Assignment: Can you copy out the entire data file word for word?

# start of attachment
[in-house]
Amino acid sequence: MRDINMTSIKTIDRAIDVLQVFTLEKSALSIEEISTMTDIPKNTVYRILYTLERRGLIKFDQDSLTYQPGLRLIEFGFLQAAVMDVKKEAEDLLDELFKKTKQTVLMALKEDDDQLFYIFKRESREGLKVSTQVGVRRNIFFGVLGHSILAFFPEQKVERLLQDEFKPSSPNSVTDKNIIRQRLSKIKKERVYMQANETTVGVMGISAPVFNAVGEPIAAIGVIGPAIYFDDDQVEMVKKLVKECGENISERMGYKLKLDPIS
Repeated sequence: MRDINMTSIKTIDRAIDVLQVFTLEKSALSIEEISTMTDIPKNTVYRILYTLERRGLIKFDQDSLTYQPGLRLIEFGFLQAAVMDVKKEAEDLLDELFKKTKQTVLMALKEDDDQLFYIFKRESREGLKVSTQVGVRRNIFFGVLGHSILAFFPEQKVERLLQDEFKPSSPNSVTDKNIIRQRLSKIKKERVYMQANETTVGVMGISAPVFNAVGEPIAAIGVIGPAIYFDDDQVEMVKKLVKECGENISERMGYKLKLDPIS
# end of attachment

[in-house]
Amino acid sequence: MRDINMTSIKTIDRAIDVLQVFTLEKSALSIEEISTMTDIPKNTVYRILYTLERRGLIKFDQDSLTYQPGLRLIEFGFLQAAVMDVKKEAEDLLDELFKKTKQTVLMALKEDDDQLFYIFKRESREGLKVSTQVGVRRNIFFGVLGHSILAFFPEQKVERLLQDEFKPSSPNSVTDKNIIRQRLSKIKKERVYMQANETTVGVMGISAPVFNAVGEPIAAIGVIGPAIYFDDDQVEMVKKLVKECGENISERMGYKLKLDPIS
Repeated sequence: MRDINMTSIKTIDRAIDVLQVFTLEKSALSIEEISTMTDIPKNTVYRILYTLERRGLIKFDQDSLTYQPGLRLIEFGFLQAAVMDVKKEAEDLLDELFKKTKQTVLMALKEDDDQLFYIFKRESREGLKVSTQVGVRRNIFFGVLGHSILAFFPEQKVERLLQDEFKPSSPNSVTDKNIIRQRLSKIKKERVYMQANETTVGVMGISAPVFNAVGEPIAAIGVIGPAIYFDDDQVEMVKKLVKECGENISERMGYKLKLDPIS